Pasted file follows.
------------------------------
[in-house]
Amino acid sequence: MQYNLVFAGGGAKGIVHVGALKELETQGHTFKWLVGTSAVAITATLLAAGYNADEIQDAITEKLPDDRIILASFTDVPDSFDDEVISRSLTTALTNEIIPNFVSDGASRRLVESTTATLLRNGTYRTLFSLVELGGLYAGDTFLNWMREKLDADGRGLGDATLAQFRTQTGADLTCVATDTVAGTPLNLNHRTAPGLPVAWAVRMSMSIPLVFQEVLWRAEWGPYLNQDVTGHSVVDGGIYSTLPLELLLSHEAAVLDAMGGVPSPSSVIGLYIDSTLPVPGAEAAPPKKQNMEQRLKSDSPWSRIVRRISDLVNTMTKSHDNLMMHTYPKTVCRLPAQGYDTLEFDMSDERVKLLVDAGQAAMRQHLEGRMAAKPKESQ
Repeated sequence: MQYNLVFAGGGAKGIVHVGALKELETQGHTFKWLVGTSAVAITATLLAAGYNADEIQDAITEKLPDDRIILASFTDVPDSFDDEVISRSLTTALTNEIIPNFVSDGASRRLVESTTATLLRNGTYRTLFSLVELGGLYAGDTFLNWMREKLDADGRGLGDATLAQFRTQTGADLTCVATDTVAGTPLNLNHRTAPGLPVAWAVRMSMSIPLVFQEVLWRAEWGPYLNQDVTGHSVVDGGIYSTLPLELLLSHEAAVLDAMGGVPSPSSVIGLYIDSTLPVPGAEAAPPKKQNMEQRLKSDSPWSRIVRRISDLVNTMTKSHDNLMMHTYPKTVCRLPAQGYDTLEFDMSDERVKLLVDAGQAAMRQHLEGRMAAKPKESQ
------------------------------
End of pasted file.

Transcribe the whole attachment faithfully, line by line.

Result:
[in-house]
Amino acid sequence: MQYNLVFAGGGAKGIVHVGALKELETQGHTFKWLVGTSAVAITATLLAAGYNADEIQDAITEKLPDDRIILASFTDVPDSFDDEVISRSLTTALTNEIIPNFVSDGASRRLVESTTATLLRNGTYRTLFSLVELGGLYAGDTFLNWMREKLDADGRGLGDATLAQFRTQTGADLTCVATDTVAGTPLNLNHRTAPGLPVAWAVRMSMSIPLVFQEVLWRAEWGPYLNQDVTGHSVVDGGIYSTLPLELLLSHEAAVLDAMGGVPSPSSVIGLYIDSTLPVPGAEAAPPKKQNMEQRLKSDSPWSRIVRRISDLVNTMTKSHDNLMMHTYPKTVCRLPAQGYDTLEFDMSDERVKLLVDAGQAAMRQHLEGRMAAKPKESQ
Repeated sequence: MQYNLVFAGGGAKGIVHVGALKELETQGHTFKWLVGTSAVAITATLLAAGYNADEIQDAITEKLPDDRIILASFTDVPDSFDDEVISRSLTTALTNEIIPNFVSDGASRRLVESTTATLLRNGTYRTLFSLVELGGLYAGDTFLNWMREKLDADGRGLGDATLAQFRTQTGADLTCVATDTVAGTPLNLNHRTAPGLPVAWAVRMSMSIPLVFQEVLWRAEWGPYLNQDVTGHSVVDGGIYSTLPLELLLSHEAAVLDAMGGVPSPSSVIGLYIDSTLPVPGAEAAPPKKQNMEQRLKSDSPWSRIVRRISDLVNTMTKSHDNLMMHTYPKTVCRLPAQGYDTLEFDMSDERVKLLVDAGQAAMRQHLEGRMAAKPKESQ